The SCiRM program is directed by Dr. Stelios Andreadis and co-directed by Dr. Richard Gronostajski and Dr. Sriram Neelamegham.
Stelios Andreadis, PhD received his MS (Applied Mathematics) and PhD degree in Chemical Engineering from the University of Michigan in the dynamics of retroviral gene transfer for gene therapy. He then pursued postdoctoral training at the Center for Engineering in Medicine at Harvard Medical School, where he trained in the areas of gene therapy, tissue engineering and regenerative medicine. Currently he serves as the Director of the Stem Cells in Regenerative Medicine (SCiRM) Training Program, SUNY Distinguished Professor and Chair of Chemical and Biological Engineering, Professor of Biomedical Engineering and is a member of the UB Center of Excellence in Bioinformatics and Life Sciences.
Richard M. Gronostajski, PhD received his MS in Biochemistry from Virginia Tech for studies on cell cycle regulation in Chlorella. He received his PhD in Physiology from Harvard University on the role of intracellular protein turnover in cell cycle regulation. His postdoctoral studies were at Albert Einstein College of Medicine and the University of Toronto on viral and cellular DNA replication and mechanisms of the FLP recombinase, respectively. After positions at the University of Toronto, the Cleveland Clinic and Case Western Reserve University he joined UB in 2001 to work on the role of Nuclear Factor I transcription factors in animal development. He is a Professor of Biochemistry and currently serves as the Director of the Genetics, Genomics & Bioinformatics (GGB) Graduate Program and the WNYSTEM Stem Cell Facility, is on the steering committee for the Stem Cells in Regenerative Medicine (SCiRM) training program and is a member of the GEM (Genetics, Environment and Microbiome) community of excellence.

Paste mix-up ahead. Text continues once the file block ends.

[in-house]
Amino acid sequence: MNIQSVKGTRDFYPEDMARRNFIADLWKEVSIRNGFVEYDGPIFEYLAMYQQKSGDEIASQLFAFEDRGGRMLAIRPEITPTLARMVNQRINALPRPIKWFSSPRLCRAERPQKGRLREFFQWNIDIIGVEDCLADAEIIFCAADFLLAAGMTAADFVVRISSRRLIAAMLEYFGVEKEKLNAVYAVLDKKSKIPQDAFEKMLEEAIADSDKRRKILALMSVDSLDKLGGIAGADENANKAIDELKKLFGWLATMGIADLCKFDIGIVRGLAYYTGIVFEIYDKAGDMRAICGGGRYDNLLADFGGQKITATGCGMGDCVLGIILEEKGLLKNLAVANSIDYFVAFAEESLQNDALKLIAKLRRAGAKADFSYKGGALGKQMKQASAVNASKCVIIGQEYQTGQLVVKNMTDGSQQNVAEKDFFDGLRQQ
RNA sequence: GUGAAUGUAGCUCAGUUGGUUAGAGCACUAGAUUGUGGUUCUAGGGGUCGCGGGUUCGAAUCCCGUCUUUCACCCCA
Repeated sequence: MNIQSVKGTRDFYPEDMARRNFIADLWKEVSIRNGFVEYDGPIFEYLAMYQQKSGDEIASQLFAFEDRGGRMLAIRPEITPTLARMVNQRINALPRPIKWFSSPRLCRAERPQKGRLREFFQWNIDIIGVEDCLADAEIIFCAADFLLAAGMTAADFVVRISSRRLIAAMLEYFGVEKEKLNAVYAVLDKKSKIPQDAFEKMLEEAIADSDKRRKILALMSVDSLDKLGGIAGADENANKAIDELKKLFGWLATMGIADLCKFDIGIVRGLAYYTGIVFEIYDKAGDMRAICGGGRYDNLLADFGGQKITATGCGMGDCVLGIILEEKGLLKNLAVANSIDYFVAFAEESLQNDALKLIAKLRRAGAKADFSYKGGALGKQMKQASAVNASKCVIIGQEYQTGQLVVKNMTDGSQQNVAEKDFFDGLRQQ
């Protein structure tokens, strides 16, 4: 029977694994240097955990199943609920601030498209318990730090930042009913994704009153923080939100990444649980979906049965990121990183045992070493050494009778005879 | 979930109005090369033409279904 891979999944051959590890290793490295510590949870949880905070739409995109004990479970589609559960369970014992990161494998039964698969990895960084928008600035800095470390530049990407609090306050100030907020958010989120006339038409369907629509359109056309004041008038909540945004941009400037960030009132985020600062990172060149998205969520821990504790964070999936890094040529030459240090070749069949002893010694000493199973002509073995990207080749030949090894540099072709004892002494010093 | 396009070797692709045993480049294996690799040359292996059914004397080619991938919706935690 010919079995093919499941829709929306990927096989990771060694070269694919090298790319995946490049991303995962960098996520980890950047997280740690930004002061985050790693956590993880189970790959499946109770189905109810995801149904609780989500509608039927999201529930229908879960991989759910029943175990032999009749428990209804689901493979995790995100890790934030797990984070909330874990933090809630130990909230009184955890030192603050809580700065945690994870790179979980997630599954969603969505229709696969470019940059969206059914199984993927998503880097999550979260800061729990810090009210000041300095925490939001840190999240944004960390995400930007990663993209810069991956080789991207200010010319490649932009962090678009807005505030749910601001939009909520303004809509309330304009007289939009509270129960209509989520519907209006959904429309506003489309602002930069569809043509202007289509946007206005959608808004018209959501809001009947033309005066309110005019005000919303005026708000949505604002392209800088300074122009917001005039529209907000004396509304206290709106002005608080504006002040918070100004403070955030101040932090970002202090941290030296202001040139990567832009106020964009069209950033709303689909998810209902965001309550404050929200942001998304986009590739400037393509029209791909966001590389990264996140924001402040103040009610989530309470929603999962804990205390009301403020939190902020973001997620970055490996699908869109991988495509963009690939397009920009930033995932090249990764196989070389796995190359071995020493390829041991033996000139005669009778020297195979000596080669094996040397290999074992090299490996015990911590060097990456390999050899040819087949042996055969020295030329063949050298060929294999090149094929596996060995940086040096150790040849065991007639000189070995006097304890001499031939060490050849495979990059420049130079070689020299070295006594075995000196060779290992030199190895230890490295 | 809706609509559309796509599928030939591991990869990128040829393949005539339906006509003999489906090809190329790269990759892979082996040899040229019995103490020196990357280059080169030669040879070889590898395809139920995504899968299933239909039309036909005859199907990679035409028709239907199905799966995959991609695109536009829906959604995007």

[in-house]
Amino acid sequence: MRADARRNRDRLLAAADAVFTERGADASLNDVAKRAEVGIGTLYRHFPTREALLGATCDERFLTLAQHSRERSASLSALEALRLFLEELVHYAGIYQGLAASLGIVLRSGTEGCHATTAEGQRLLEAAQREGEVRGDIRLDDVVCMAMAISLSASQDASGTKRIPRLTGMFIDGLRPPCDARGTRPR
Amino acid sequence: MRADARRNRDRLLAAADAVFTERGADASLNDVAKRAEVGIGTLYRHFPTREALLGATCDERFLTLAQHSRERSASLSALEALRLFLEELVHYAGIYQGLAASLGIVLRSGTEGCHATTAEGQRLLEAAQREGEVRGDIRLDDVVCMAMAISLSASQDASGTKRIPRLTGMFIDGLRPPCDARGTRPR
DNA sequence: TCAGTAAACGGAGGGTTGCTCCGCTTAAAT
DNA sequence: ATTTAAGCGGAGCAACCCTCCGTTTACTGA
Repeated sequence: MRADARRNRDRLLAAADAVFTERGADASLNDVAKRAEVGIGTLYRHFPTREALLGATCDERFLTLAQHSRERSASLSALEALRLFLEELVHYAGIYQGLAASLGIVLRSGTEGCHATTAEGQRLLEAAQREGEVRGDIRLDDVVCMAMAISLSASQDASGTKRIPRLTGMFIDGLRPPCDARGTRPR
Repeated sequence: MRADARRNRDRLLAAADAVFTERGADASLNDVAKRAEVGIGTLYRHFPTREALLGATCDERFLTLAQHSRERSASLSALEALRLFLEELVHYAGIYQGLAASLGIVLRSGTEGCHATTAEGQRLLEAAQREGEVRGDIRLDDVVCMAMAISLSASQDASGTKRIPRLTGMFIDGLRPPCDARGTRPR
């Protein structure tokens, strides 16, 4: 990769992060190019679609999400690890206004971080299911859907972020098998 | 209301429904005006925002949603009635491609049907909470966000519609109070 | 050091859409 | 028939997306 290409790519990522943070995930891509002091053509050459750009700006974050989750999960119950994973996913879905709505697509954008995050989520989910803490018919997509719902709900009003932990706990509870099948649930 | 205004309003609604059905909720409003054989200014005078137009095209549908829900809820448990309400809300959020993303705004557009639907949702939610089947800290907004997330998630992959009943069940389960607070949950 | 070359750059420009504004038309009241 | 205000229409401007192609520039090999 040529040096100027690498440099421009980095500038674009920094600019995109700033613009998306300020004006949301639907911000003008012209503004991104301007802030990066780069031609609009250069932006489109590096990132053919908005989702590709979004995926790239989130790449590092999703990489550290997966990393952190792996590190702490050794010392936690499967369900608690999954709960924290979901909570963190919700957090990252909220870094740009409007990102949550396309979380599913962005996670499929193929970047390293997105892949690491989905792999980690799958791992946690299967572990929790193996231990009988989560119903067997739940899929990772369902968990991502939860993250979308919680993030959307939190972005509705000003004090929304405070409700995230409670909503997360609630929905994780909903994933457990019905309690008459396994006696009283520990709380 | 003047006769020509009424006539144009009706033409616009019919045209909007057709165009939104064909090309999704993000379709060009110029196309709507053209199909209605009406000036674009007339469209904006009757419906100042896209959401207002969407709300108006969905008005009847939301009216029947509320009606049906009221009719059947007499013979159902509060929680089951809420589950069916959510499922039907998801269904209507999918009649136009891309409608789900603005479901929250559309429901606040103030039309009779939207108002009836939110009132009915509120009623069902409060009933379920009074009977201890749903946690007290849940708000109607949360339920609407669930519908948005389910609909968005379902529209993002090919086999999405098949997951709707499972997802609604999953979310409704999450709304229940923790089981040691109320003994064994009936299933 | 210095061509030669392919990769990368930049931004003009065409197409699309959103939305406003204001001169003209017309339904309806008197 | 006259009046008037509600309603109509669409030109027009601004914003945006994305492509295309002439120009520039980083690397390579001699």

Sriram Neelamegham received his PhD degree in Chemical Engineering from Rice University, with specialization in Bioengineering. He subsequently performed biomedical research related to human immune cell adhesion biology and vascular biology at the Baylor College of Medicine. His current research interests lie at the intersection of Systems Biology with human Inflammation Research, Thrombosis and Regenerative Medicine. In particular, he is interested in studying the impact of glycosylation on disease processes and translational medicine. Prof. Neelamegham is a Professor of Chemical & Biological Engineering, Biomedical Engineering and Medicine. He serves on the steering committee of the Stem Cells in Regenerative Medicine (SCiRM) training program